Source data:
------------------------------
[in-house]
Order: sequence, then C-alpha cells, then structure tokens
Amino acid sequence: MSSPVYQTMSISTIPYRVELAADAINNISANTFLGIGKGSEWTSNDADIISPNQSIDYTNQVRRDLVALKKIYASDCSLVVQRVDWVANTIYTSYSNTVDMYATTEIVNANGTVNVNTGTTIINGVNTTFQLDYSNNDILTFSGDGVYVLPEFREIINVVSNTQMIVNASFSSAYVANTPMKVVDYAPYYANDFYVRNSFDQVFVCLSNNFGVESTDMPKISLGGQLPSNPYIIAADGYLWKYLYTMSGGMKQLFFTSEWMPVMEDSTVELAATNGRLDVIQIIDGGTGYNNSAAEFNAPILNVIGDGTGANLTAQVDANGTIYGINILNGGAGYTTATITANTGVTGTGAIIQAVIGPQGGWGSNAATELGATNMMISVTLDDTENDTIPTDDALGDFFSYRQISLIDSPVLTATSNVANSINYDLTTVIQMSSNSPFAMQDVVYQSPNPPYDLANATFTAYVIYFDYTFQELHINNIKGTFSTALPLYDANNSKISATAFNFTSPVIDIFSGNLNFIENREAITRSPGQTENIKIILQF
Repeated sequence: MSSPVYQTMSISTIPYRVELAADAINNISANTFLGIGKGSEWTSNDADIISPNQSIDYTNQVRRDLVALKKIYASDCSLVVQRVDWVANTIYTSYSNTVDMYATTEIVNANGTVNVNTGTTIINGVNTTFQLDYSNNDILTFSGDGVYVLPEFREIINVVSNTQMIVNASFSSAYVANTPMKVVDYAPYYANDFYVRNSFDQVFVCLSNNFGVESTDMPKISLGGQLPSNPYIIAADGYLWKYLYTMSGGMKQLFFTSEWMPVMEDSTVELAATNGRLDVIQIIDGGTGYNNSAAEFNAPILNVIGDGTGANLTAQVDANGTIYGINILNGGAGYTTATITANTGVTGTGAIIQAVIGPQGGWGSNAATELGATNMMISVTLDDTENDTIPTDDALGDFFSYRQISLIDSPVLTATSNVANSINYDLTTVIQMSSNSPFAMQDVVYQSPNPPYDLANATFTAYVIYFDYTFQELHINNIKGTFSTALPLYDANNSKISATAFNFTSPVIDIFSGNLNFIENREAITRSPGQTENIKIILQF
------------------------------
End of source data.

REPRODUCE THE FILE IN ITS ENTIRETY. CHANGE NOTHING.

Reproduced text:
[in-house]
Order: sequence, then C-alpha cells, then structure tokens
Amino acid sequence: MSSPVYQTMSISTIPYRVELAADAINNISANTFLGIGKGSEWTSNDADIISPNQSIDYTNQVRRDLVALKKIYASDCSLVVQRVDWVANTIYTSYSNTVDMYATTEIVNANGTVNVNTGTTIINGVNTTFQLDYSNNDILTFSGDGVYVLPEFREIINVVSNTQMIVNASFSSAYVANTPMKVVDYAPYYANDFYVRNSFDQVFVCLSNNFGVESTDMPKISLGGQLPSNPYIIAADGYLWKYLYTMSGGMKQLFFTSEWMPVMEDSTVELAATNGRLDVIQIIDGGTGYNNSAAEFNAPILNVIGDGTGANLTAQVDANGTIYGINILNGGAGYTTATITANTGVTGTGAIIQAVIGPQGGWGSNAATELGATNMMISVTLDDTENDTIPTDDALGDFFSYRQISLIDSPVLTATSNVANSINYDLTTVIQMSSNSPFAMQDVVYQSPNPPYDLANATFTAYVIYFDYTFQELHINNIKGTFSTALPLYDANNSKISATAFNFTSPVIDIFSGNLNFIENREAITRSPGQTENIKIILQF
Repeated sequence: MSSPVYQTMSISTIPYRVELAADAINNISANTFLGIGKGSEWTSNDADIISPNQSIDYTNQVRRDLVALKKIYASDCSLVVQRVDWVANTIYTSYSNTVDMYATTEIVNANGTVNVNTGTTIINGVNTTFQLDYSNNDILTFSGDGVYVLPEFREIINVVSNTQMIVNASFSSAYVANTPMKVVDYAPYYANDFYVRNSFDQVFVCLSNNFGVESTDMPKISLGGQLPSNPYIIAADGYLWKYLYTMSGGMKQLFFTSEWMPVMEDSTVELAATNGRLDVIQIIDGGTGYNNSAAEFNAPILNVIGDGTGANLTAQVDANGTIYGINILNGGAGYTTATITANTGVTGTGAIIQAVIGPQGGWGSNAATELGATNMMISVTLDDTENDTIPTDDALGDFFSYRQISLIDSPVLTATSNVANSINYDLTTVIQMSSNSPFAMQDVVYQSPNPPYDLANATFTAYVIYFDYTFQELHINNIKGTFSTALPLYDANNSKISATAFNFTSPVIDIFSGNLNFIENREAITRSPGQTENIKIILQF